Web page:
(k)   Acquisition by an investment fund referred to in clause (a) of the Explanation 1 to section 115UB or a venture capital fund referred to in section 10(23BF) or a Qualified Institutional Buyer

For further reading, refer the attachment.

  Further Reading
Posted on: 25-04-2018

1.     Jammu & Kashmir High Court in the case of Pr. CIT v. The Jammu Central Coop. Bank Ltd. in ITA No. 04, 13 and 14/2016 dated 18.04.2018

·         The provisions of Section 14A read with Rule 8D cannot be applied to any assessment year prior to Assessment Year 2008-09.

 

2.     Bombay High Court in the case of Pr. CIT v. Shodiman Investments Pvt. Ltd. in ITA No. 1297 of 2015 dated 16.04.2018

·         The Assessing Officer has merely issued a reopening notice on the basis of intimation regarding reopening notice from the DDIT (Inv.) This is clearly in breach of the settled position in law that reopening notice has to be issued by the Assessing Office on his own satisfaction and not on borrowed satisfaction.

 

3.     Madras High Court in the case of Agasthiya Granite P. Ltd. v. ACIT in ITA No. 450 of 2007 dated 16.04.2018

·         Where two views are possible and the income tax officer has taken one view with which the Commissioner of Income Tax does not agree, it cannot be treated as an erroneous order prejudicial to the interest of the Revenue, unless the view taken by the income tax officer is unsustainable in law.

 

4.     Bombay High Court in the case of Pr. CIT v. Veedhata Tower Pvt. Ltd. in ITA No. 819 of 2015 dated 17.04.2018

·         The assessee is not required to explain the "source of source" prior to insertion of the proviso to Section 68. If the assessee has discharged the primary onus placed upon it u/s 68 by filing confirmation letters, the Affidavits, the full address and PAN numbers of the creditors, the Revenue has to proceed against the persons whose source of funds are alleged to be not genuine.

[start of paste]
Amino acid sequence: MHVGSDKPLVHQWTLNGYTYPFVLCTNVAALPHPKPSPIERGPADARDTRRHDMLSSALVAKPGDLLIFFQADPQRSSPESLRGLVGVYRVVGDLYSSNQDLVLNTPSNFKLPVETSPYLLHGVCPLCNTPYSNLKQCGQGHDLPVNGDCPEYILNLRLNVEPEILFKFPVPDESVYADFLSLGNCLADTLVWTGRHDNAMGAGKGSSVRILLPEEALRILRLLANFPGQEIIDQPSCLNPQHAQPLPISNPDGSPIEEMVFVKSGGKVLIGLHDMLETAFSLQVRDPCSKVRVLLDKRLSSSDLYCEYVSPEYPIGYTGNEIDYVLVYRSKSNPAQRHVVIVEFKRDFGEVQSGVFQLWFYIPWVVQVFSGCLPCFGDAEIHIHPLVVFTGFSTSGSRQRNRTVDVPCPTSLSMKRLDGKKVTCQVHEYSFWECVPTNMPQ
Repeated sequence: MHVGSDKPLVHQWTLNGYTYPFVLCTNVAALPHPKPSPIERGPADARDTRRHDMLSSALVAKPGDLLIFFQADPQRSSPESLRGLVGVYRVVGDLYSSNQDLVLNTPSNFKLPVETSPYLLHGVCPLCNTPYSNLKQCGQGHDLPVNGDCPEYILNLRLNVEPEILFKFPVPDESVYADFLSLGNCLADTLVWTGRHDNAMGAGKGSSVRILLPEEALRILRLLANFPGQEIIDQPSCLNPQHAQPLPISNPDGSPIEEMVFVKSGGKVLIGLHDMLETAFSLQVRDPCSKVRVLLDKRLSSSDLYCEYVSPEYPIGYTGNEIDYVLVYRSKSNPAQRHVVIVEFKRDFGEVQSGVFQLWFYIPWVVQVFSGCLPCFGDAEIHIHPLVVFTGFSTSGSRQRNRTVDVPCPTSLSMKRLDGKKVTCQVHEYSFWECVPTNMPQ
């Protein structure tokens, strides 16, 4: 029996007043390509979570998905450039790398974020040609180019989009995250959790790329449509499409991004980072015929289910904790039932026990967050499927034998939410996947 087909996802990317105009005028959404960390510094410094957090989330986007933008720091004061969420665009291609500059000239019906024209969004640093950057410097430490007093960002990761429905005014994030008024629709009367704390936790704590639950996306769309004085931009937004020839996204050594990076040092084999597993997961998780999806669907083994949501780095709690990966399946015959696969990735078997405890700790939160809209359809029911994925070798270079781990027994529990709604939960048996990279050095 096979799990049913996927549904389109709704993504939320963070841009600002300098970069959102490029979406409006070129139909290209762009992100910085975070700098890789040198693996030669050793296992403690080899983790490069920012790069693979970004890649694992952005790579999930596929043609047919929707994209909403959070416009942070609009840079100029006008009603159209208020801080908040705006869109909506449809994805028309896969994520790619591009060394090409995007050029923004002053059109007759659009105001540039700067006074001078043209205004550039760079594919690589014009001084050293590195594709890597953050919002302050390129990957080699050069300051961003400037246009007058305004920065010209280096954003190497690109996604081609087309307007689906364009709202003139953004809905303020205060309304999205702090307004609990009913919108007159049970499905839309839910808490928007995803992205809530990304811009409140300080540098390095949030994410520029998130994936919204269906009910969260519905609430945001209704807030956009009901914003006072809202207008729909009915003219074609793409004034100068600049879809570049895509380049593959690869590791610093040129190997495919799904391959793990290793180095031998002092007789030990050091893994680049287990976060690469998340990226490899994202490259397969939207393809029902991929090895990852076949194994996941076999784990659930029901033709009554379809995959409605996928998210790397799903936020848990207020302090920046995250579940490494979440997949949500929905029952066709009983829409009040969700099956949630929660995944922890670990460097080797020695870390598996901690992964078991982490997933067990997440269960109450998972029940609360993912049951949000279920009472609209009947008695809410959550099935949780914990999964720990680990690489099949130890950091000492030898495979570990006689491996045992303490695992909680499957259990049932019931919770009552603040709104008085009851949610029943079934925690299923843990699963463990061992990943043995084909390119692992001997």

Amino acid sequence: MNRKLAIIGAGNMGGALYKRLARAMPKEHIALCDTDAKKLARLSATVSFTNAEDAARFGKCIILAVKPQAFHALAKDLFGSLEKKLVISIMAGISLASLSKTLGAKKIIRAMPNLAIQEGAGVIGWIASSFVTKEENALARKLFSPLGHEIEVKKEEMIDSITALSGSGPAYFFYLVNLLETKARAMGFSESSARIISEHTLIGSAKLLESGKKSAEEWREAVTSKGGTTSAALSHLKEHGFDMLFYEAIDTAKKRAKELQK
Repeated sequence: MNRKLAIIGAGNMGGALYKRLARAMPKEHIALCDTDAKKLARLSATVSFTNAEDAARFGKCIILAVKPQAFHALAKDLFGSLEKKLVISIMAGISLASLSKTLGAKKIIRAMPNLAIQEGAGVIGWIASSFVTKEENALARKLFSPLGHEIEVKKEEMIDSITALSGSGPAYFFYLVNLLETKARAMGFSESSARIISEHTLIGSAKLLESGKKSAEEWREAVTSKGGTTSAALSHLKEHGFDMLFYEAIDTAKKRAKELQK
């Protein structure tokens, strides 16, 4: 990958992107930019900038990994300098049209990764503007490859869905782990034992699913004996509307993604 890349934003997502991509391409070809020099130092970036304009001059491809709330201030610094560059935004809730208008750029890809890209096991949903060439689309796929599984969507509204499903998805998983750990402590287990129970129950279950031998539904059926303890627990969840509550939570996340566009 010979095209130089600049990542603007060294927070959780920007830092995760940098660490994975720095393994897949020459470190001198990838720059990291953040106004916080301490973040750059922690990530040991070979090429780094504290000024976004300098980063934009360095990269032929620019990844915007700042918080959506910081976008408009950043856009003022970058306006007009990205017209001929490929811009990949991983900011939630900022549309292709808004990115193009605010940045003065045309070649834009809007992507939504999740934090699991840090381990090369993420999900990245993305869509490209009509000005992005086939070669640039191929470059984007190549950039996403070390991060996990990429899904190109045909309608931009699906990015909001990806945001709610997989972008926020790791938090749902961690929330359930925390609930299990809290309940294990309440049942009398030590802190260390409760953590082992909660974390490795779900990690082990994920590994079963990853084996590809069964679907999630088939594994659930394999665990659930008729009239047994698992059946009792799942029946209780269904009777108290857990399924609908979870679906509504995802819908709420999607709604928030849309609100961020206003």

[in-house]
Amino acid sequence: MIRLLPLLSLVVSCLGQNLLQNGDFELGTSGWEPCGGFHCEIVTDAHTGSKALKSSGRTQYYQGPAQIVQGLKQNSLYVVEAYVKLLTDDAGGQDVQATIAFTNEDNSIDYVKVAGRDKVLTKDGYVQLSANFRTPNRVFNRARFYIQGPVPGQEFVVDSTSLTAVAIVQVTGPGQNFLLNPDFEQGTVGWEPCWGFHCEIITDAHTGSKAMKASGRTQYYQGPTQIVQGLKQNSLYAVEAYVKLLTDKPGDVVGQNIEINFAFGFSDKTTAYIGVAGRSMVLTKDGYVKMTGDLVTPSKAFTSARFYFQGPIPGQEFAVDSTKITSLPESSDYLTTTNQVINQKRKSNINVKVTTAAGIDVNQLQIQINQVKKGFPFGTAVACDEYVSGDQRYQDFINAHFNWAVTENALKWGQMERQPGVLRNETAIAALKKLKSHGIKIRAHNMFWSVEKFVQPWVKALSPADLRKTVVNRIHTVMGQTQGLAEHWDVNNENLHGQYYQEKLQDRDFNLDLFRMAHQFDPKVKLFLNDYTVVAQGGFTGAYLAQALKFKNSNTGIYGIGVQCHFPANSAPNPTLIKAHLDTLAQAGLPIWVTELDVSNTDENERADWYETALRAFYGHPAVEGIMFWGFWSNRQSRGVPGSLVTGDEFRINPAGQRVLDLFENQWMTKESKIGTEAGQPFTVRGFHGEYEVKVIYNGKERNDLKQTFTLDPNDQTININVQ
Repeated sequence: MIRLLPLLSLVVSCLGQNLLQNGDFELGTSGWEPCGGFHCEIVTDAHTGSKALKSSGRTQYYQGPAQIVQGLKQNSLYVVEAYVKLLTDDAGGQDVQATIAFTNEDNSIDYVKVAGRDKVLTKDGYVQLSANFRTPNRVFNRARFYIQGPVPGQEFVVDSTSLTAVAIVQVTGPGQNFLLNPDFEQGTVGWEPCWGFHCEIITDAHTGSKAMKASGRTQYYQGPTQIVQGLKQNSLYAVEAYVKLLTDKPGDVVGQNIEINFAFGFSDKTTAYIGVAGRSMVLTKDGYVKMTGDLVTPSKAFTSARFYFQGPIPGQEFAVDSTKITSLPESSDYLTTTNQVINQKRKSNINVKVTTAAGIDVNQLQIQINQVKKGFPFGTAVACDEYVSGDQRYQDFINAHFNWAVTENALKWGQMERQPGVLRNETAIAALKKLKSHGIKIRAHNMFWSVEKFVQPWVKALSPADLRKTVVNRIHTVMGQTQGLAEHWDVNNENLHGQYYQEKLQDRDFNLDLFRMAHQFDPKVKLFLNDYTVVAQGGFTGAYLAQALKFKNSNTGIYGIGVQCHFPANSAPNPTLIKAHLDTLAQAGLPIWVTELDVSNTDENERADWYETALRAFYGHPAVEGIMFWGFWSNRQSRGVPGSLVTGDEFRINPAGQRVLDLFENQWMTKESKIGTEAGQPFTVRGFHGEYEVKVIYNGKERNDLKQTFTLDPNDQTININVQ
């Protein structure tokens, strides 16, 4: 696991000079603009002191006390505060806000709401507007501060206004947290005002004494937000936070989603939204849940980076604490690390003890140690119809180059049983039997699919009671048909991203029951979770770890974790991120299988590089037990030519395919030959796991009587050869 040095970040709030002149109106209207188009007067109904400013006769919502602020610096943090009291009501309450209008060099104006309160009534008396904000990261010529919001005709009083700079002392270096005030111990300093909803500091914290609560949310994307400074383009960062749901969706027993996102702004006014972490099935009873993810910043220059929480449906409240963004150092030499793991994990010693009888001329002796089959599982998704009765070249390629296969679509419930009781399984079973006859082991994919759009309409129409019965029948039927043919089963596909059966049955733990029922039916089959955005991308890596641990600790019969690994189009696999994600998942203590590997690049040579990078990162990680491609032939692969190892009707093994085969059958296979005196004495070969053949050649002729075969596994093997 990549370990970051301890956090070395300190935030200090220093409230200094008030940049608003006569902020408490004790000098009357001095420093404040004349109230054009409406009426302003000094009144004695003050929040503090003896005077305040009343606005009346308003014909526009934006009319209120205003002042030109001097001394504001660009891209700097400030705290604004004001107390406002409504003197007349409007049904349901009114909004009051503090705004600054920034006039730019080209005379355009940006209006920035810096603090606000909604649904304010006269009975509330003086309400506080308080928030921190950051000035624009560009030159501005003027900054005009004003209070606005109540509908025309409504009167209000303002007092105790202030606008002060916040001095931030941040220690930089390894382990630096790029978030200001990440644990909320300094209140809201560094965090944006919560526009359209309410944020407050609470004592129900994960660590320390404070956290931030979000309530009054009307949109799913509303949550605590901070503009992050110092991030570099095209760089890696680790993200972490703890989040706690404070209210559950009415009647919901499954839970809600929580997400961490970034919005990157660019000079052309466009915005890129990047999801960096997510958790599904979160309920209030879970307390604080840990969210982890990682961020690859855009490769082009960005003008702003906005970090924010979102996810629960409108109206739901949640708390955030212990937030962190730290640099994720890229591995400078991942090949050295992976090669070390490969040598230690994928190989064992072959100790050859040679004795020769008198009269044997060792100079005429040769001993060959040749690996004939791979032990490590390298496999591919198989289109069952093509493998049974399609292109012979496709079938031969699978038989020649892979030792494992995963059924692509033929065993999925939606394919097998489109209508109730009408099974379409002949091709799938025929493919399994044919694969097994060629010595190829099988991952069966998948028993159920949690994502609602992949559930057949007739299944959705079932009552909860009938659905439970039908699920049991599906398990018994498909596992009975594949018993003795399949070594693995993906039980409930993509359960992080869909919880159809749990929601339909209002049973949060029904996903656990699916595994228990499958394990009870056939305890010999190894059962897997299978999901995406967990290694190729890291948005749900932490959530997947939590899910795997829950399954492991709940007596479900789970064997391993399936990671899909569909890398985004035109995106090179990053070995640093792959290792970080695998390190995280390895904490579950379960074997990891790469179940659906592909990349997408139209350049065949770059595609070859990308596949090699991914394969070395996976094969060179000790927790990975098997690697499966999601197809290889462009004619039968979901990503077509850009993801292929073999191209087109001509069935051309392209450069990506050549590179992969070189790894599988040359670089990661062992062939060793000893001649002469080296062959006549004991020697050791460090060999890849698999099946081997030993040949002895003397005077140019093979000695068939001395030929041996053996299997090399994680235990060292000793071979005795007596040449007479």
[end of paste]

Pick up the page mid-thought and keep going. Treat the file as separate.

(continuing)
5.     ITAT Mumbai in the case of Amod Shivlal Shah v. ACIT in ITA No. 795/Mum/2015 dated 23.02.2018

·         An admission of estimated income made during the course of survey has no evidentiary value and is not binding on the assessee. The income has to be assessed as per the return of income and books of accounts of the assessee.

 

6.     ITAT Delhi in the case of Deepak Mittal v. ACIT in ITA No. 4709/Del/2017 dated 23.03.2018

·         When AO has rejected the books of accounts of the assessee and has applied gross profit rate on suppressed sales, AO cannot make separate addition on account of unexplained investment, undisclosed income or addition by invoking the provisions of Section 40A(3) of the Act.

 

7.     ITAT Delhi in the case of Calance Software Pvt. Ltd. v. DCIT in ITA No. 4363/Del/2010 dated 23.03.2018

·         CBDT's Instruction No. 3/2003 is binding on the AO. Consequently, the ALP of international transactions where the quantum is less than Rs. 5 crores has to be determined by the AO and cannot be referred to the TPO. If such reference is made, it is invalid and the extended time for completing the assessment is not available to the AO. Therefore, the assessment is void as it is time-barred.

 

8.     ITAT Mumbai in the case of DCIT v. Alcon Biosciences P. Ltd. in ITA No. 1946/Mum/2016 dated 28.02.2018

·         The fact that a private limited company issued shares at an exorbitant premium is irrelevant if the assessee has proved the genuineness of the transaction. If the assessee has furnished necessary evidences to prove the identity of the share applicants and their PAN details, the department is free to proceed to reopen the individual assessments of the share applicants, but it cannot be regarded as undisclosed income of the assessee.

Posted on: 25-04-2018